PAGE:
This has been in my head for over a year, and I finally wrote it down. Continuity is just after the end of the final episode. In some fit of insanity, I decided to share it. I am reasonably sure that this is my first and last fanfic in this universe. The song "Good Friend" by Nine Days inspired it.

Disclaimer: I do not own DBZ.


He Wasn't

She didn't cry when he did it. Because he was smiling that smile, the one that was so magnanimous you had to capitalize it, italicize it, drown everything in it. A serial killer could wear that smile and nobody would ever raise a word of protest. And Goku really had killed her in a way, now hadn't he, and just like always…she let him.

Later, much later after the Budokai was long over and she had kissed Gohan goodbye, after Goten went quietly into his room to talk to Trunks on the phone for hours because he had just realized that his father was never coming back…later, she cried. She lay on Goku's side of the bed and told herself what an idiot she was, what a complete fool she had allowed herself to become for some fantasy. For all intents and purposes, such self absorbed, indulgent behavior was to be avoided…but she would allow herself this. This one moment where she could pity herself.

It wasn't even a good kind of crying; not the kind that left you feeling pure and washed out and whole again, baptized in burning-hot, raw pain. This was cold crying: shameful and slow and aching for something, something different that you couldn't touch, couldn't name.

Some weeks later—Or was it months? It was all the same.—he called and she knew it was him before she got halfway to the phone. Hand hovering over the receiver in childish, schoolgirl anticipation, she wondered what to do for a millisecond infinity. If she picked it up immediately, would he think she had been waiting by the phone, waiting for him…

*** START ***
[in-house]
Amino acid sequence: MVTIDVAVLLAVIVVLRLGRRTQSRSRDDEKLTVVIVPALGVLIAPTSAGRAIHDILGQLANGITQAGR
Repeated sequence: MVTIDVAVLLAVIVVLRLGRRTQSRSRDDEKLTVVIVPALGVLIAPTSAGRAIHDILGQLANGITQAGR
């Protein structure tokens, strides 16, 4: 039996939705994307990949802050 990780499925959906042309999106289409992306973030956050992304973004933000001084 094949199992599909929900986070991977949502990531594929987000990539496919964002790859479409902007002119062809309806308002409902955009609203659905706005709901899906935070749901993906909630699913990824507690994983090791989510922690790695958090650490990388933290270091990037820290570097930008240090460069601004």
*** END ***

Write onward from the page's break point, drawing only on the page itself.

No, stupid. Goku wouldn't understand that. If she believed for an instant that he would, she obviously had forgotten him already. The thought was both a blessing and an unspeakable terror.

"Hello." Her voice didn't sound like her own.

When he finally spoke, it was as close to hesitant as she had ever heard Goku speak—or would ever hear again. In fact, it was one of the last times in her life that she would ever hear Goku speak. "Hey. Knew it was me, didn't ya?" There was humor, because there was always humor, but it was flat, distorted…guilty.

"Why did you call me, Goku?"

Nervous laughter. He would be grinning thinly and scratching the back of his head, and ChiChi was glad that she couldn't see him because it would make all of this so much harder, maybe even impossible.

"Goku, if you aren't going to talk to me, I have a lot of work to do…"

"No! I need to talk…we need to talk," said Goku. "I just…well…it's something that I think you kind of expected for awhile."

"Yes, I did," said ChiChi.

He was really upset now. When you know someone for forty years, you get really good at reading them, and Goku was easy to read no matter what. "Look…babe…I…this is harder to say than I thought it would be."

Fear was singing in her veins now, a delicious, rebellious stroke of independence that made her grip the coffee table until her knuckles turned white. "Are you trying to tell me that you think that…that it needs to stop?"